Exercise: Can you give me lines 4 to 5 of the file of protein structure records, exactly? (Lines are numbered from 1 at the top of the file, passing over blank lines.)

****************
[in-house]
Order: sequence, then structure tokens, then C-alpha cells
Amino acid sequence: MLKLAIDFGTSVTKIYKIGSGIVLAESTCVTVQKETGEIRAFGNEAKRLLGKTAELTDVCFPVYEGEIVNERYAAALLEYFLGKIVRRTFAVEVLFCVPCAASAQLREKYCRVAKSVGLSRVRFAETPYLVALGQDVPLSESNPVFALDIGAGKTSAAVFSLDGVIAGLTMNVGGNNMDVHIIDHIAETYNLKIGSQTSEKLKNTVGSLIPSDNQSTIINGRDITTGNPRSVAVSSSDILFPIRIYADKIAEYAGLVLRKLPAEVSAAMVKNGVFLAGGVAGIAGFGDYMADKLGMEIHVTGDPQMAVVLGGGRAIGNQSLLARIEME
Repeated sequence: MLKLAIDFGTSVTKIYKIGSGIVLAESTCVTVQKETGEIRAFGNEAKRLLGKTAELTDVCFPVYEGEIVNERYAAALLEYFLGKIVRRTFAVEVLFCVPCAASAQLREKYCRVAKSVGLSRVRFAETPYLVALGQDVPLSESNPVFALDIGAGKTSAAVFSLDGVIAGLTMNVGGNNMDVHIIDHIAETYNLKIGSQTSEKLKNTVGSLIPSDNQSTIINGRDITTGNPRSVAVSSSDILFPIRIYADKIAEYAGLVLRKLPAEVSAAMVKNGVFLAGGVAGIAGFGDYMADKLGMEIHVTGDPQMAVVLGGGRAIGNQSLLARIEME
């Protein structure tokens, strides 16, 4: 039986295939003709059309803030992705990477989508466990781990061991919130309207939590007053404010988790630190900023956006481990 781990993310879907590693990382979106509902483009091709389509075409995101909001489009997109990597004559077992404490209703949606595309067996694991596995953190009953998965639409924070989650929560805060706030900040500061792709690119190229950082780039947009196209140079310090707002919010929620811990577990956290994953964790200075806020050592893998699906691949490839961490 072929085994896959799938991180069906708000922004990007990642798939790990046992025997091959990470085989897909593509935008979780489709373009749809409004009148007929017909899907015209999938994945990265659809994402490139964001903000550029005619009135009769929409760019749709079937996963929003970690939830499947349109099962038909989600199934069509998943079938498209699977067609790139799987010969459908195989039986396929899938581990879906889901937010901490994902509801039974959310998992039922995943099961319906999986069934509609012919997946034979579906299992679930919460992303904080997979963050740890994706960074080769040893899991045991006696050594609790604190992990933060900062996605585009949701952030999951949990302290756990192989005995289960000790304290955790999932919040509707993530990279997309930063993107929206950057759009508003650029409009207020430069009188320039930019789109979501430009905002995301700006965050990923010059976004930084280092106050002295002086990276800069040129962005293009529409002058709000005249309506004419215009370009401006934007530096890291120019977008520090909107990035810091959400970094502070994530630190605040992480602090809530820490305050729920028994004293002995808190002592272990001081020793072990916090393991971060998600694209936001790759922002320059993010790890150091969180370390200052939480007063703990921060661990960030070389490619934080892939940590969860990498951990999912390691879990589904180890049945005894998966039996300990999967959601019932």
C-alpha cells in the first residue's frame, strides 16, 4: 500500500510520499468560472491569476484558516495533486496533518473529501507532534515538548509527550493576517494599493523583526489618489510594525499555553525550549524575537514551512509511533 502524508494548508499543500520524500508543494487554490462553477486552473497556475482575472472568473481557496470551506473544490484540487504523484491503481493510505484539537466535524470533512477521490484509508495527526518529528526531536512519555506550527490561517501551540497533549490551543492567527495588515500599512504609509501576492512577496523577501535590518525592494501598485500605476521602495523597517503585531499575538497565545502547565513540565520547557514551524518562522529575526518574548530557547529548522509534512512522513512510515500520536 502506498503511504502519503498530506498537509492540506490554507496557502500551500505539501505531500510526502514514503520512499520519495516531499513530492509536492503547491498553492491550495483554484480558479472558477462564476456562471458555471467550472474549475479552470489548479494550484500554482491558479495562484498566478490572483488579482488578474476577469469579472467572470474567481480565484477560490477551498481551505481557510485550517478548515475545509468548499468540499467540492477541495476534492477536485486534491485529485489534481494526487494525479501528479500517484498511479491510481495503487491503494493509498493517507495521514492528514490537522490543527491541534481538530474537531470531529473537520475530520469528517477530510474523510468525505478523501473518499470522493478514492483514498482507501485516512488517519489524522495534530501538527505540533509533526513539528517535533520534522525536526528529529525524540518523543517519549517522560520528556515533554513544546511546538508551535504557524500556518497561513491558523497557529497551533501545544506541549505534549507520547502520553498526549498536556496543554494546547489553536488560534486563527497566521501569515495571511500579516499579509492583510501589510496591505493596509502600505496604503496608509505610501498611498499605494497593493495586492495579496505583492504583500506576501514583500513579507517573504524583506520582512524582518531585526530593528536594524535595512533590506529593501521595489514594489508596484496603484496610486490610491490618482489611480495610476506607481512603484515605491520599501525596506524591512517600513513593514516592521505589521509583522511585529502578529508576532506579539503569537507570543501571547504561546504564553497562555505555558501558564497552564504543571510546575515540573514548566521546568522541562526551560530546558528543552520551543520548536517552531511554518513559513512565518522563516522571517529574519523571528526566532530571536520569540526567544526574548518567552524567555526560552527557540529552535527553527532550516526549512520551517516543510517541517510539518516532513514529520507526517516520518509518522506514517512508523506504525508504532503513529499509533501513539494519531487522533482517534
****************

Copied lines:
Repeated sequence: MLKLAIDFGTSVTKIYKIGSGIVLAESTCVTVQKETGEIRAFGNEAKRLLGKTAELTDVCFPVYEGEIVNERYAAALLEYFLGKIVRRTFAVEVLFCVPCAASAQLREKYCRVAKSVGLSRVRFAETPYLVALGQDVPLSESNPVFALDIGAGKTSAAVFSLDGVIAGLTMNVGGNNMDVHIIDHIAETYNLKIGSQTSEKLKNTVGSLIPSDNQSTIINGRDITTGNPRSVAVSSSDILFPIRIYADKIAEYAGLVLRKLPAEVSAAMVKNGVFLAGGVAGIAGFGDYMADKLGMEIHVTGDPQMAVVLGGGRAIGNQSLLARIEME
């Protein structure tokens, strides 16, 4: 039986295939003709059309803030992705990477989508466990781990061991919130309207939590007053404010988790630190900023956006481990 781990993310879907590693990382979106509902483009091709389509075409995101909001489009997109990597004559077992404490209703949606595309067996694991596995953190009953998965639409924070989650929560805060706030900040500061792709690119190229950082780039947009196209140079310090707002919010929620811990577990956290994953964790200075806020050592893998699906691949490839961490 072929085994896959799938991180069906708000922004990007990642798939790990046992025997091959990470085989897909593509935008979780489709373009749809409004009148007929017909899907015209999938994945990265659809994402490139964001903000550029005619009135009769929409760019749709079937996963929003970690939830499947349109099962038909989600199934069509998943079938498209699977067609790139799987010969459908195989039986396929899938581990879906889901937010901490994902509801039974959310998992039922995943099961319906999986069934509609012919997946034979579906299992679930919460992303904080997979963050740890994706960074080769040893899991045991006696050594609790604190992990933060900062996605585009949701952030999951949990302290756990192989005995289960000790304290955790999932919040509707993530990279997309930063993107929206950057759009508003650029409009207020430069009188320039930019789109979501430009905002995301700006965050990923010059976004930084280092106050002295002086990276800069040129962005293009529409002058709000005249309506004419215009370009401006934007530096890291120019977008520090909107990035810091959400970094502070994530630190605040992480602090809530820490305050729920028994004293002995808190002592272990001081020793072990916090393991971060998600694209936001790759922002320059993010790890150091969180370390200052939480007063703990921060661990960030070389490619934080892939940590969860990498951990999912390691879990589904180890049945005894998966039996300990999967959601019932």